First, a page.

All fantasy owners should strive to have teams balanced with youth and experience, ceiling and floor. But upside comes in many packages and it’s not only young players who have a ceiling that’s well higher than their ADP.
Here’s my All-Upside Team, one player at every position (except three outfielders). The idea isn’t that you’d get all of these guys. That would be crazy and far too risky. But sprinkle two or three of them onto your roster near their ADP and I believe you likely will be rewarded.
C Tom Murphy (Rockies, ADP: 244): Maybe his defense isn’t good enough to play every day but the bat is good and maybe great when you adjust for him playing half of his games on the moon in Coors. In 371 plate appearances last year, he stroked 59 extra-base hits, including 24 homers (and seven triples). He slashed .273/.347/.659 in his big-league cup of coffee (49 PAs).
1B Kendrys Morales (Blue Jays, ADP: 136): He had 18 road homers last year. If he does that again now that he’s with the Blue Jays and not the Royals, you can project him for 35-to-40 homers. Oddly, few leagues are making you pay for this possibility. Lineups matter, too. The fact that the Blue Jays hit better than the Royals did last year will help all of his counting stats.
2B Jose Peraza (Reds, ADP 187): This is cheap speed. I hate rabbits, generally. They crush your homers. But I can live with them more easily in the middle infield versus the outfield, where ideally I want more power. So rostering Peraza and his projected 40-plus steals isn’t going to cause you to scramble to cover homers and RBIs as much as, say, the far more expensive Billy Hamilton. And Peraza has 70-to-80 speed, depending on the scout.
3B Eduardo Nunez (Giants, ADP: 192): I hate spending premium picks on steals and Nunez swiped 40 bags last year, including 13 in 50 games for the Giants. He’s being discounted too much in the power department given he only hit four bombs with San Francisco. Park effects should only cost him a handful. So project him for 13. That’s likely 50 homers-plus-steals. And given his good contact rate, .280 is likely, too.
SS Danny Espinosa (Angels, ADP: 235): I refer you to this excellent article by Jeff Sullivan of Fangraphs. Bottom line, Espinosa’s average exit velocity on fly balls was 94 mph, tied with Mike Trout and slightly better than Yoenis Cespedes. His power projection is way off. He’s going to hit 25 homers and maybe 30. Plus he can add 10 bags. You have to cover the average, of course. Think of him as a poor man’s Chris Carter in power but boosted in value because he can man your middle infield.
OF Randal Grichuk (Cardinals, ADP: 211): The sabermetric crowd hates him because he rarely walks. But he also hits the ball really hard, witness that .240 isolated slugging (slugging average minus batting average), which last year ranked 27th among 203 qualifiers with at least 400 plate appearances. That was right between Chris Davis and Miguel Cabrera.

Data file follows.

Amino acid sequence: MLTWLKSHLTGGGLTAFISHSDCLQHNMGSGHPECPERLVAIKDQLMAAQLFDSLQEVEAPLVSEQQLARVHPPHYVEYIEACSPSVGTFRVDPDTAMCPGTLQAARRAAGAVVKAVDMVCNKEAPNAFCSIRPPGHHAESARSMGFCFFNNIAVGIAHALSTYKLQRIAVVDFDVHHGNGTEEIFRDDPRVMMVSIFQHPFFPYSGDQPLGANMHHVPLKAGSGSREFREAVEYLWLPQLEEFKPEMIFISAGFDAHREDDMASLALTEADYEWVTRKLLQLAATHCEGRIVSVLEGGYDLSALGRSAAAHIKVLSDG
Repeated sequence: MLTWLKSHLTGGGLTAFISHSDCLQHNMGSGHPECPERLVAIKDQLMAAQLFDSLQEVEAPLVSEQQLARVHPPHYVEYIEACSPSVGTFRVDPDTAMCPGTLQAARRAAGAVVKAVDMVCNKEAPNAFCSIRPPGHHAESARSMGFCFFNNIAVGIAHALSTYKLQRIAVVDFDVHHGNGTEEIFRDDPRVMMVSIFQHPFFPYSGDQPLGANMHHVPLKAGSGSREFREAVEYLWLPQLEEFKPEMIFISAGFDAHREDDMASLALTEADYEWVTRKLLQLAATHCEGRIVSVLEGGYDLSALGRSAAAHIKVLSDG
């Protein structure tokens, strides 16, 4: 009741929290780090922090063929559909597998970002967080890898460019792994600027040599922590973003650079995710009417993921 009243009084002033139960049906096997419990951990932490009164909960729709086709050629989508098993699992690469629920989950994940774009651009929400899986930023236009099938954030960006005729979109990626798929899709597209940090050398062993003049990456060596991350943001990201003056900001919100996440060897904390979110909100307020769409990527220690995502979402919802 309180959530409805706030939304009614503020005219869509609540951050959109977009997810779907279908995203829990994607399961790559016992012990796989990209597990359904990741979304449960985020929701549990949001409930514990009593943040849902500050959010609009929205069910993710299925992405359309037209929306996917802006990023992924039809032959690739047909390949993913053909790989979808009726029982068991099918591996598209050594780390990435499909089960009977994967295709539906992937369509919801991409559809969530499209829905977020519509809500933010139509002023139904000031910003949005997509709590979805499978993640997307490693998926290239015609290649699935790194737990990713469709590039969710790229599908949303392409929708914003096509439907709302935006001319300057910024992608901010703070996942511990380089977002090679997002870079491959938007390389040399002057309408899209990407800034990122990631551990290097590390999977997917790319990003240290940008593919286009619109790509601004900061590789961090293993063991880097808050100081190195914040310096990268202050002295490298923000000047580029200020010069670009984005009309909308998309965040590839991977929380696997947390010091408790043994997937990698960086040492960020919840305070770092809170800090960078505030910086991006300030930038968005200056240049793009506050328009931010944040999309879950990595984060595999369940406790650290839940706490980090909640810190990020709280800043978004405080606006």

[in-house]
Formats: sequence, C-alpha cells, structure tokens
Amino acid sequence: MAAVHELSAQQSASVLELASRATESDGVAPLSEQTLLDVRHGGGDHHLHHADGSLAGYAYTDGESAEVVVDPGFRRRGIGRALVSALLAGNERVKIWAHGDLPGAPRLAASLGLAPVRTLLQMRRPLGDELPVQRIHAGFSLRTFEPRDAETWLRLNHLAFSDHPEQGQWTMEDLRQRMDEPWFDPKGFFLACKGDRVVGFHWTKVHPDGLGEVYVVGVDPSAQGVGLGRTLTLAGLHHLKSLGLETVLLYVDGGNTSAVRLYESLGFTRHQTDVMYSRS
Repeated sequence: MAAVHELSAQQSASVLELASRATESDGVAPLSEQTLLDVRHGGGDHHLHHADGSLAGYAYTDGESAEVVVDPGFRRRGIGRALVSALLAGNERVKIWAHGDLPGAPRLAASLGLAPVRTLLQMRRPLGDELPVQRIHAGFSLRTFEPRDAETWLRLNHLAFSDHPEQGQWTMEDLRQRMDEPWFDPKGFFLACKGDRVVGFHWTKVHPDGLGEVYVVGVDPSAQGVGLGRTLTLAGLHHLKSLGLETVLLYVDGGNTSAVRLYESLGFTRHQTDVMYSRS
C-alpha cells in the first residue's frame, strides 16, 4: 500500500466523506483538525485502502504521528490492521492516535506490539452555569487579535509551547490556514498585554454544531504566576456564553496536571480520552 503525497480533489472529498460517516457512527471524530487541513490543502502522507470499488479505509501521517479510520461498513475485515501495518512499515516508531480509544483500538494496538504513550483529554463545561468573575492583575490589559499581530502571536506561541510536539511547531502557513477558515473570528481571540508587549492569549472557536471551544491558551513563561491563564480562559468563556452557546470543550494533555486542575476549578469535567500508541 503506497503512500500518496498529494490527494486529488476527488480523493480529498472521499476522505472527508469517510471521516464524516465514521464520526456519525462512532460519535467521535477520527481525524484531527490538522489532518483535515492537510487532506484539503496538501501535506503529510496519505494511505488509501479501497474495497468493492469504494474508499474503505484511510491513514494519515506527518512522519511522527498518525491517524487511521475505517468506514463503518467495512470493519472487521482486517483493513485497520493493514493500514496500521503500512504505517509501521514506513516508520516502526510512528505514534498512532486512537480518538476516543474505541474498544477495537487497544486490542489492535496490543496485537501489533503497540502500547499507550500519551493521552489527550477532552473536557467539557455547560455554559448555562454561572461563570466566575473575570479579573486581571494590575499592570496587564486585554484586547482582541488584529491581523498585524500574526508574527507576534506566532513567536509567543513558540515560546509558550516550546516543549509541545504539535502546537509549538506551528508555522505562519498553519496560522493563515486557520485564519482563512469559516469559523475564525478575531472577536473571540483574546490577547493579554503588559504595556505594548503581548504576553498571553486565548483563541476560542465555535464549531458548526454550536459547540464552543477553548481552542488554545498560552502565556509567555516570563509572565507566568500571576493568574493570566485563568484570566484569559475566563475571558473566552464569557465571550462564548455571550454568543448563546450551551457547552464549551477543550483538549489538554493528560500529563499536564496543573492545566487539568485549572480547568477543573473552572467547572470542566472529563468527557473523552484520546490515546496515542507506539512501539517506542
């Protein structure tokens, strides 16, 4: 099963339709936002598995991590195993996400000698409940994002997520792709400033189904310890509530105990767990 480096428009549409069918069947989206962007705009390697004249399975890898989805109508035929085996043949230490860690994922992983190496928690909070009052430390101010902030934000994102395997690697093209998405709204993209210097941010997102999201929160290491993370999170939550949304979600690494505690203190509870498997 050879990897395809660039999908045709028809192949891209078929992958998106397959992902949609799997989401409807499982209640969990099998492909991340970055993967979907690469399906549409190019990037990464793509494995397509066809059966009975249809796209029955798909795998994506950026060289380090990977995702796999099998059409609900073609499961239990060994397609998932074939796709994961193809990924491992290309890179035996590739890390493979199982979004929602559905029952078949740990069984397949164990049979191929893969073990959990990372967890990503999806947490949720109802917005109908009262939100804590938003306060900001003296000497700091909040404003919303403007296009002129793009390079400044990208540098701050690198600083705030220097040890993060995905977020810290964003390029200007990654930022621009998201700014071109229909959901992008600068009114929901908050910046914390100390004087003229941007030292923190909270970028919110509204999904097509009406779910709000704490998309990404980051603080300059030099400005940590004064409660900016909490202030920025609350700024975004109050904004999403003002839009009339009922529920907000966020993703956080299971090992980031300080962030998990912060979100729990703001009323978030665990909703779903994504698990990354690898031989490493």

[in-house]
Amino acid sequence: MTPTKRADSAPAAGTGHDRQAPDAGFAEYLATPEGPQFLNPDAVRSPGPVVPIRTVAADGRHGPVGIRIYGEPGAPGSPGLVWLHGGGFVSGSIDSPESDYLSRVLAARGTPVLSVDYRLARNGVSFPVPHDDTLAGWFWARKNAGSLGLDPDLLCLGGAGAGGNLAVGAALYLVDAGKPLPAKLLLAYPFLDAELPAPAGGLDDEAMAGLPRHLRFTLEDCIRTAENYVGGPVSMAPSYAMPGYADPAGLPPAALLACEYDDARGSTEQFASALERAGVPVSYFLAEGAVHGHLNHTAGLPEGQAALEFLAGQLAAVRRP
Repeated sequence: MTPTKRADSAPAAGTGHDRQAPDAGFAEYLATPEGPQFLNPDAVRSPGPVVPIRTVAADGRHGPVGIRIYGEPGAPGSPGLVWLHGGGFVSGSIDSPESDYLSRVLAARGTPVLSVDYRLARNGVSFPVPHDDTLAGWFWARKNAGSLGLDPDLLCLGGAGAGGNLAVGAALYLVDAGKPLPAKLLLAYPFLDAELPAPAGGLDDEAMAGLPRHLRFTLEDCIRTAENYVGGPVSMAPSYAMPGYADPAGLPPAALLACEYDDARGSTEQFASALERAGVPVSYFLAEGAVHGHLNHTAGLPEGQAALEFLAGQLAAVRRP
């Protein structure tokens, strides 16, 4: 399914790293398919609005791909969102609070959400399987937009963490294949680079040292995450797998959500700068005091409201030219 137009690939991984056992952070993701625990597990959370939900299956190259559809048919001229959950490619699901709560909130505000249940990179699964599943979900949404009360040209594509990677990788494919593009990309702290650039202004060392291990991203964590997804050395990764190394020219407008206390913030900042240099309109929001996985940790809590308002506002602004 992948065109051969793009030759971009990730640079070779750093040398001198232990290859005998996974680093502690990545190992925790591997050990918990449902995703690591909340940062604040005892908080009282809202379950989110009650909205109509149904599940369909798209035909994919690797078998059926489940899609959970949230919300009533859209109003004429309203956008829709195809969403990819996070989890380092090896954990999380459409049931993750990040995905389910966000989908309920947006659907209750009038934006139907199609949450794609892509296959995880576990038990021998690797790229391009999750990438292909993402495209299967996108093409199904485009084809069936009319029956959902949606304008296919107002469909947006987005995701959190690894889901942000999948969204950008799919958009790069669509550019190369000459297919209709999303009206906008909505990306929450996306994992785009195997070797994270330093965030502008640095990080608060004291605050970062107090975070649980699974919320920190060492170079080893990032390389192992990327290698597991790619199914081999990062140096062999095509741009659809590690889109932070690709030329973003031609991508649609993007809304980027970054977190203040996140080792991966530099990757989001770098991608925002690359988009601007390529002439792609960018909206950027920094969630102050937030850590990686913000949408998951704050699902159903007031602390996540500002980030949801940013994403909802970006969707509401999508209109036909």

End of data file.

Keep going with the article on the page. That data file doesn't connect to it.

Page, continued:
OF Michael Conforto (Mets, ADP: 227): Forget about the ADP. Ideally you want to reserve Conforto (or pick him up after he’s waived) because he probably doesn’t have a job to start the year. (Why are you doing this, Mets?) But he has to be on this list because of what Keith Hernandez, who sees him every day, said to me about him last year: “He has physical tools but also an intelligence about hitting. He’s not one of those guys who’s as dumb as a box of rocks…I still love his swing. He has a chance to be one of the really good hitters in quite a while — the classic No. 3 hitter like a [former Minnesota Twin] Tony Olivia, like what Daniel Murphy has become, like myself.”
OF Manuel Margot (Padres, ADP: 245): Rarely strikes out, plays good enough defense in center to keep himself in the lineup, has some projectable power so isn’t a pure rabbit. The 22-year-old Margot is a high-average, line-drive hitter who can add 30-to-45 steals with his above average speed. That’s a nice fantasy package. Monitor his tender knee, which is not believed to be serious.
SP Vince Velasquez (Phillies, ADP: 171): Had a 16 Ks, 0 BB game last year. Full stop. Nothing else really needs to be said. Has fantasy ace potential, clearly.
RP: Matt Bush (Rangers, ADP: 238): He hits 100 mph on the fastball and averages 97. Meanwhile Sam Dyson, who actually throws pretty hard, just can’t miss bats (horrid 7 Ks/9 and 8.3% swinging strikes). Bush’s swinging strike was 13.1%. And even though he’s 31, the former first-overall pick (as a shortstop) returned to the game last year after spending 39 months in prison and is still learning to adjust to the mound. So there’s a very good chance he’s better this year and thus banging on that closer door that has a very mediocre pitcher in Dyson behind it.
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